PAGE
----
Although early last week NGPL had not expected any restriction on receipts from Trailblazer resulting from a unit outage Sunday at Compressor Station 106 in Gage County, NE (see Daily GPI, Sept. 22), the buyer said his utility was experiencing some scheduling headaches from impacts on the transportation of receipts from south of Station 106 for delivery north of it (including storage). Sometimes it’s necessary to adjust nominations to cope with the restrictions, which he understands are now expected to last until Oct. 8, he said.
He reported purchasing a small package of October baseload at Northern Natural-demarc for index minus 0.5 cent, and a larger amount at Northern Natural-Ventura for index minus 0.75-1 cent.
A marketer in the Upper Midwest said area highs in the low 60s and 40s lows overnight may have some residents turning on their furnaces, but she didn’t think it was many. As far as she could tell, company customers didn’t seem to have any space heating needs at this point.
The company was nearly finished with bidweek deals, she continued, but still had a little more to buy Wednesday. Quoting October last-day basis purchases at plus 23 cents into MichCon but only plus 10.5 cents into Consumers Energy, she remained puzzled about why MichCon continued to command major premiums over Consumers pricing, saying the latest spread is about the largest she could remember. She said she was not sure if MichCon might be having pipe problems limiting deliveries into its system.
Stephen Smith of Stephen Smith Energy Associates said he is now projecting a storage build of 67 Bcf for the week ending Sept. 24 — up slightly from an original estimate of 65 Bcf. Strategic Energy & Economic Research’s Ron Denhardt and Kyle Cooper of IAF Advisors weighed in with slightly smaller estimated increases of 64 Bcf and 63 Bcf, respectively.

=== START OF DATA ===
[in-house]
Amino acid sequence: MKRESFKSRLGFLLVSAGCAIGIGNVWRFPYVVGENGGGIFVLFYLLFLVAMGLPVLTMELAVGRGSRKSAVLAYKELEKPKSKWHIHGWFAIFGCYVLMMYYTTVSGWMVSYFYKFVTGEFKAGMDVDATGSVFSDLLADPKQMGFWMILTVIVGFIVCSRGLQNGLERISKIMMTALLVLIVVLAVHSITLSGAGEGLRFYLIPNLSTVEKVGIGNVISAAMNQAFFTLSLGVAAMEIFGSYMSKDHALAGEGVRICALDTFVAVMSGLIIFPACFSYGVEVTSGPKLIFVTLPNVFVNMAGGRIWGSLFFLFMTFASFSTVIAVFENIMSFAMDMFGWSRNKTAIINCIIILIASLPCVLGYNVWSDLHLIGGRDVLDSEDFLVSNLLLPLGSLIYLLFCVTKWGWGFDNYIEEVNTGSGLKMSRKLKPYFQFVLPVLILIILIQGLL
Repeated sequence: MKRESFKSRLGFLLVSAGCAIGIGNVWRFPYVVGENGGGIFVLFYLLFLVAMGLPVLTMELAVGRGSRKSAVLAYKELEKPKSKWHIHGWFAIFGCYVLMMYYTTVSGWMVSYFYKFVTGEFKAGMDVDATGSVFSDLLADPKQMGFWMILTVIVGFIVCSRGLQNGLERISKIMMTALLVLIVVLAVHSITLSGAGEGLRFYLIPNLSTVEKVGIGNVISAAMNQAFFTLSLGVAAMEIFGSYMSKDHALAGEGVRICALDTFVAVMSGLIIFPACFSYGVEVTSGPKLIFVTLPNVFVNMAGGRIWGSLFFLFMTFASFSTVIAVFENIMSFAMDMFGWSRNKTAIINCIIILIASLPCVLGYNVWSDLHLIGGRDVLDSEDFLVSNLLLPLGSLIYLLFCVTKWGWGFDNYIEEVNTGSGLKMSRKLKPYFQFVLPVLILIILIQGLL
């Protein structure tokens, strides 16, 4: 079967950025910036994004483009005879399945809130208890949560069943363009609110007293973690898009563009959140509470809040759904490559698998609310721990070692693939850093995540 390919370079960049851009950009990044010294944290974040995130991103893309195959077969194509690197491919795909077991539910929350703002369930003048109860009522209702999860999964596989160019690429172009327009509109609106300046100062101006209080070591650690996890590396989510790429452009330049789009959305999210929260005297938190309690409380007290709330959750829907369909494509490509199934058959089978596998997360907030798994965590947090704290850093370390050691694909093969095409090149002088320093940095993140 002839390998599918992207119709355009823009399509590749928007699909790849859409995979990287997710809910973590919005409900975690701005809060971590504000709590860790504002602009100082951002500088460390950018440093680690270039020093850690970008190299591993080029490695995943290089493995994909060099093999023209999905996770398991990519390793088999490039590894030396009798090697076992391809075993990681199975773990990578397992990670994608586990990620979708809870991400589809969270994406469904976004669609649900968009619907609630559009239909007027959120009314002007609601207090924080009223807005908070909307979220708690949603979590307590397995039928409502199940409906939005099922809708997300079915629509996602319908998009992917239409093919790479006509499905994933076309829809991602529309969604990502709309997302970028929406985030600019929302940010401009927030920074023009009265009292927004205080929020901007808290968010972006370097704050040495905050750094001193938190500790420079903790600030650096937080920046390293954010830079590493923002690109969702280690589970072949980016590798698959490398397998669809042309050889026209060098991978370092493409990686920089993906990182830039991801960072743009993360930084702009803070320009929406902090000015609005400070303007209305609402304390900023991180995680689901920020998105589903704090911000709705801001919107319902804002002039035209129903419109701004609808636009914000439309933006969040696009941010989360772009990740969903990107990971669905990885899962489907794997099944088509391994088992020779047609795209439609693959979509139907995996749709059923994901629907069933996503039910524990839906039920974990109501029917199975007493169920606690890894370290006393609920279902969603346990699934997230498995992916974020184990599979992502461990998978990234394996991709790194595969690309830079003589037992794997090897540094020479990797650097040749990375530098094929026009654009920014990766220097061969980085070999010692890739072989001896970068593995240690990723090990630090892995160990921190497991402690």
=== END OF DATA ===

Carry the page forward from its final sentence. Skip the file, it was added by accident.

Extending his storage predictions by an extra week for a change, Citi Futures Perspective analyst Tim Evans said he looks for injections of 71 Bcf in each of the weeks ending Sept. 24 and Oct. 1, to be followed by additions of 82 Bcf and 69 Bcf in the weeks ending Oct. 8 and 15, respectively.
Cameron Horwitz of Canaccord Genuity agrees with Evans’ expectation of a 71 Bcf refill in the upcoming report, attributing the small decline from the previous week’s 73 Bcf due to a slight week-on-week increase in gas-fired power generation. Month-to-date storage data suggests that gas-fired power demand has been 0.5 Bcf/d higher year-on-year in September, while industrial demand has been running higher by a similar amount, Horwitz said. “We anticipate a relative uptick in gas-fired power generation over the next several weeks as the low-demand shoulder period should make room in the power generation stack for the resumption of [2 Bcf/d-plus] of fuel switching away from coal. Given current Central Appalachian coal prices, power producers with dual-fired capacity should favor gas as long as prices remain below $4.75.”